Showing second thoughts about taking the plunge, the Richland City Council on Tuesday night postponed a decision to outlaw jumping from city docks.
A final vote on the matter was tabled indefinitely after the council received feedback from residents.
The council had initially approved the proposed ordinance during its Aug. 6 meeting. It would make jumping from and swimming within 100 feet of boat docks, gangways and boat launch ramps a gross misdemeanor punishable by up to one year in jail and up to $5,000 in fines.
Councilman Bob Thompson is concerned about saddling young people with possible misdemeanor convictions, he said. Swimming within 100 feet of the docks already is banned and punishable with a fine, but ordinances do not address jumping from the docks into the river.
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Two Richland residents spoke during the public comment period and asked the council to reconsider the proposed ban. Gerald Sorensen, 75, acknowledged that a problem exists with people swimming near the docks, but said the existing rules should suffice for enforcement.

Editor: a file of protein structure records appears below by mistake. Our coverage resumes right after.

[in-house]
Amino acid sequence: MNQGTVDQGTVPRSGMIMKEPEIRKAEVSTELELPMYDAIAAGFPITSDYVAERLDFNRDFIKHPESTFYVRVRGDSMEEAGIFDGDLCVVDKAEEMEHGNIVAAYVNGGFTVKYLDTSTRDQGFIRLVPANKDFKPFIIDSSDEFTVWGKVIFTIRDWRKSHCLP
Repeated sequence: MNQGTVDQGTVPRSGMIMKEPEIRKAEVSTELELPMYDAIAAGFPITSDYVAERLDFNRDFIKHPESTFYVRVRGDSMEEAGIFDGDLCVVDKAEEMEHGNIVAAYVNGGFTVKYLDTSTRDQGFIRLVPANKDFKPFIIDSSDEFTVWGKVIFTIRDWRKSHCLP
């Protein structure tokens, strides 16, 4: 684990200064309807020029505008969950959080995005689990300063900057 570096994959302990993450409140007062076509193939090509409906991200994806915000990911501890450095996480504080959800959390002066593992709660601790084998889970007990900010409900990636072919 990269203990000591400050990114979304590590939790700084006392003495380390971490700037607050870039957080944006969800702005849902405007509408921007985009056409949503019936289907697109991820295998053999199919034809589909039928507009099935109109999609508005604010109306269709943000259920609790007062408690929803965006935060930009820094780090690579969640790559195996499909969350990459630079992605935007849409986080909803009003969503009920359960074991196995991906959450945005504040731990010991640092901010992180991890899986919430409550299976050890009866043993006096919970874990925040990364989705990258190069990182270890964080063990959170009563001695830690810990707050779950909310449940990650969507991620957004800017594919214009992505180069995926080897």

"I see the problem you're trying to address," Sorensen told the council. "It seems that you have everything there that you need."
An addition to the proposed ordinance would allow the city to accommodate "coordinated special events" such as the annual Polar Plunge for Special Olympics, which takes place in January.
The proposed ban would not apply to exclusive swimming and water play areas like the swim-only dock on the northern end of Howard Amon Park, the swimming beach in Leslie Groves Park, the George Prout Memorial Pool, the Badger Mountain Community Park Splash Pad and the Howard Amon Park Wading Pool.
-- Drew Foster: 509-582-1513; email@example.com